From there it cuts through the volcanic plateau of the central North Island before ending its journey at Port Waikato, where it flows into the Tasman Sea.
The river has always played a crucial social and economic role by providing sustenance and a means of transportation for local communities. For local iwi, the river also has great spiritual significance.
To experience it first-hand, consider a scenic Waikato River cruise with Waikato River Explorer or, if you’d enjoy exploring by kayak, Cambridge offers hire options and tours, including the glowworm kayak tour. Both the river cruise and kayak hire are popular Waikato River activities with domestic and international visitors to the Waikato region.
The river as an ancestor
The name 'Waikato', meaning flowing water, originated during the journey of the Tainui waka (canoe) from Polynesia to New Zealand. Arriving just off the mouth of the river, the crew remarked upon the kato (the pull of the river current in the sea) and thereafter the name Waikato (wai meaning water) was given to the river.
Waikato River is central to the identity of the Tainui people.
To Waikato-Tainui, the Waikato River is a tupuna (ancestor) which has mana (prestige) and in turn represents the mana and mauri (life force) of the tribe. The river has its own mauri, its own spiritual energy, its own powerful identity. It is a single indivisible beingTim Manukau, Waikato-Tainui Environmental Manager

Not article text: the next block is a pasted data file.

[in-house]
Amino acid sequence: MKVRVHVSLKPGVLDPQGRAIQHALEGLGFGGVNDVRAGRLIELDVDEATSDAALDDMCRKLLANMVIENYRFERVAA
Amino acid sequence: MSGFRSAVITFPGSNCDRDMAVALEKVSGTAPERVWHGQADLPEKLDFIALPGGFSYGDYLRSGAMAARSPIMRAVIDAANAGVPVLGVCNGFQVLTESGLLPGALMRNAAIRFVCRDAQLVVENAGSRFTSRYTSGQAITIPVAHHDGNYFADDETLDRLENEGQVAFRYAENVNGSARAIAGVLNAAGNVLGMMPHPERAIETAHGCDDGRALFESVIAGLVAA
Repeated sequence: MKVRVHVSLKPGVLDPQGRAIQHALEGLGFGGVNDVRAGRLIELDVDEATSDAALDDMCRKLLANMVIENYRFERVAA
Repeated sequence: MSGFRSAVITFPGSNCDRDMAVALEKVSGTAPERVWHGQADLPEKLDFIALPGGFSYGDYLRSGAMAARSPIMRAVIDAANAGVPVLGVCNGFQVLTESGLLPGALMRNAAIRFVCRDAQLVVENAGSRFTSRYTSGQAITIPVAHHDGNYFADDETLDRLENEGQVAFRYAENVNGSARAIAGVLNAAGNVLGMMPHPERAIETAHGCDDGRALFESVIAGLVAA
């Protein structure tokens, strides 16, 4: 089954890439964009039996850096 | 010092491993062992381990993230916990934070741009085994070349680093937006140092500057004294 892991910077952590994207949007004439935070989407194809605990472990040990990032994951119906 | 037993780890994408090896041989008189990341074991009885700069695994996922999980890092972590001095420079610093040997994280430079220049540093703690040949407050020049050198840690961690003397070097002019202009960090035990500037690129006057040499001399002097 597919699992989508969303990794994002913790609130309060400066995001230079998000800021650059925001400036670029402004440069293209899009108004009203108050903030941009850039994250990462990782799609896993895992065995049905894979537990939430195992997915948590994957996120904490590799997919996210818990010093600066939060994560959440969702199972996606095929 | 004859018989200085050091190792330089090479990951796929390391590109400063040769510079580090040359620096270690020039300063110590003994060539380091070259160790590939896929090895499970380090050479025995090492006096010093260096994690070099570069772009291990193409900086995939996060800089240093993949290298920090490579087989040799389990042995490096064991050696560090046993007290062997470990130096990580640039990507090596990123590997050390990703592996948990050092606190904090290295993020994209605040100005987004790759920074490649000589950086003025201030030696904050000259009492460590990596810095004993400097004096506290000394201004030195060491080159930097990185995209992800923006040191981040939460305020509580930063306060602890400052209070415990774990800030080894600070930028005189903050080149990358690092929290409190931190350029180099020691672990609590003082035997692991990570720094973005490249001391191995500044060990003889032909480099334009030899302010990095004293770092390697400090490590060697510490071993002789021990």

This spiritual relationship is summed up in a famous saying, where taniwha, the legendary water monsters, are used as a metaphor for chiefs: “Waikato taniwha rau, he piko he taniwha” (Waikato of a hundred taniwha, every bend a taniwha).
The river as a resource
Historically, the river provided physical and spiritual sustenance to Māori living along its banks. It was a source of fish, eels and plants, as well as an important waka (canoe) route. For this reason, Māori tended to locate their settlements at the mouths of rivers.
For European settlers in the 1840s and 1850s, the Waikato was the main access route inland for traders and missionaries. It also helped sustain agricultural activity, and to transport goods. By the early 1900s, the river became a resource for generating electricity.
The Waikato region now generates more power than any other region in New Zealand. There are eight hydroelectric dams, capable of generating 1450MW of electricity, in the middle reach of the river.
The river is also an important source of recreation, with many cycling and walking tracks along its banks, and is at the centre of many popular Waikato tourist attractions. Lake Karapiro, the largest hydro lake on the river, and the Mighty River Domain are home to a wide variety of cultural and sporting events, from rowing, boat racing and water skiing to classic car shows and vintage tractor swap meets.